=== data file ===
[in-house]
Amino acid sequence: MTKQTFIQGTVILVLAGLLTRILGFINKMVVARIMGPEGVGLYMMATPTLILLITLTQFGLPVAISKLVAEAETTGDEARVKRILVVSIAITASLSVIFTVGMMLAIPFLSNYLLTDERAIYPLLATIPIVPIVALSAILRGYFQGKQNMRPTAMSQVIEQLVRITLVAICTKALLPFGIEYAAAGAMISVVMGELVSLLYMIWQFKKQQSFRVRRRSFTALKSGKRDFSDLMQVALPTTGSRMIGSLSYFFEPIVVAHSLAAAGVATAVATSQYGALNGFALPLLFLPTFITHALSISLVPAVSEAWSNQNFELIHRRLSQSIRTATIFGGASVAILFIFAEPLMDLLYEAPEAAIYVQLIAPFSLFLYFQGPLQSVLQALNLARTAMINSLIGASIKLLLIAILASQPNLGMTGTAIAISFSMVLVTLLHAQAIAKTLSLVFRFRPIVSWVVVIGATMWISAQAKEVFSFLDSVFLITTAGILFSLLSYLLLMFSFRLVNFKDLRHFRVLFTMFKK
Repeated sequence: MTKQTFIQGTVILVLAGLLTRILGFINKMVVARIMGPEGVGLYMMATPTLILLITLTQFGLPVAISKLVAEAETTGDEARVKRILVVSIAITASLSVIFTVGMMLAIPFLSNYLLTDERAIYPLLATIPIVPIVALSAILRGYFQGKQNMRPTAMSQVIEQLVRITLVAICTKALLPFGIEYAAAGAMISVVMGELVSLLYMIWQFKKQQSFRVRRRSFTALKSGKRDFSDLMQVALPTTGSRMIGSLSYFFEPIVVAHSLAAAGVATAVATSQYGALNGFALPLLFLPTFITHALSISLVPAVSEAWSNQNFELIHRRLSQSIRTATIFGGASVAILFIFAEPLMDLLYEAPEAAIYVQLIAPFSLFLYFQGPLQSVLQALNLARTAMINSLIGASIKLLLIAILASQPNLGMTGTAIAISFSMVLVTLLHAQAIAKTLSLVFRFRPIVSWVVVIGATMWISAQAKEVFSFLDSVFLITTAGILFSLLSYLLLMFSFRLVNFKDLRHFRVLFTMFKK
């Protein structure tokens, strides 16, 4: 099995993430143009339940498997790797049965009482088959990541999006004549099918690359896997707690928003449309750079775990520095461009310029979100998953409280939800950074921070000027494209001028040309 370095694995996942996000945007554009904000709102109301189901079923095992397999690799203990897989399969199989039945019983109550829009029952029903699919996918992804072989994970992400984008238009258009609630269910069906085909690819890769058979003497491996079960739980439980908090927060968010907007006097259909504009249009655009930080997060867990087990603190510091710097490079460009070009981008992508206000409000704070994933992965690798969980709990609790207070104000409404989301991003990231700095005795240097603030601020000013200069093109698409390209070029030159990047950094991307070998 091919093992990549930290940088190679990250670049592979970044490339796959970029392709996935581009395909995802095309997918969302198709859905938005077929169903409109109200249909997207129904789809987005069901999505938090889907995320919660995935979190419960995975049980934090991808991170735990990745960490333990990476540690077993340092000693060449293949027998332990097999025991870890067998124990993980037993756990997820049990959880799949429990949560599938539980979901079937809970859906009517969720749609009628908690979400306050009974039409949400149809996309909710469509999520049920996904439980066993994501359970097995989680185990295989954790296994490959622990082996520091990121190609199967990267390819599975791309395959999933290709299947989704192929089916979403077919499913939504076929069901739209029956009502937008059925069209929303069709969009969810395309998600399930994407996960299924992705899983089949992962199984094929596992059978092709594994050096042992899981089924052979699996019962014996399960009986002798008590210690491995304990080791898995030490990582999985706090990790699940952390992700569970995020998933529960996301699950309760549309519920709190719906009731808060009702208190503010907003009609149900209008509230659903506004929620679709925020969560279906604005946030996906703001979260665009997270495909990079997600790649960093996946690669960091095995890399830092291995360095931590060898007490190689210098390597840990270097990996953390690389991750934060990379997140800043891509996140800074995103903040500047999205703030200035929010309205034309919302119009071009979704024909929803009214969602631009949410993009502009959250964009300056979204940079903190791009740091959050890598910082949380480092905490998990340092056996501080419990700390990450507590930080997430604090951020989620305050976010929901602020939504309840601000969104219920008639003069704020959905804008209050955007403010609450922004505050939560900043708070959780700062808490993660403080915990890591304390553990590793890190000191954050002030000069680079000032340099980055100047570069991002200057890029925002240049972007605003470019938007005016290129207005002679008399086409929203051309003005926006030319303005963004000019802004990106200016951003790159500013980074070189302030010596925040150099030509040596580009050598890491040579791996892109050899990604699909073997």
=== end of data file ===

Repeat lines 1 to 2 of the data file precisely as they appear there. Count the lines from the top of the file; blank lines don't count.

[in-house]
Amino acid sequence: MTKQTFIQGTVILVLAGLLTRILGFINKMVVARIMGPEGVGLYMMATPTLILLITLTQFGLPVAISKLVAEAETTGDEARVKRILVVSIAITASLSVIFTVGMMLAIPFLSNYLLTDERAIYPLLATIPIVPIVALSAILRGYFQGKQNMRPTAMSQVIEQLVRITLVAICTKALLPFGIEYAAAGAMISVVMGELVSLLYMIWQFKKQQSFRVRRRSFTALKSGKRDFSDLMQVALPTTGSRMIGSLSYFFEPIVVAHSLAAAGVATAVATSQYGALNGFALPLLFLPTFITHALSISLVPAVSEAWSNQNFELIHRRLSQSIRTATIFGGASVAILFIFAEPLMDLLYEAPEAAIYVQLIAPFSLFLYFQGPLQSVLQALNLARTAMINSLIGASIKLLLIAILASQPNLGMTGTAIAISFSMVLVTLLHAQAIAKTLSLVFRFRPIVSWVVVIGATMWISAQAKEVFSFLDSVFLITTAGILFSLLSYLLLMFSFRLVNFKDLRHFRVLFTMFKK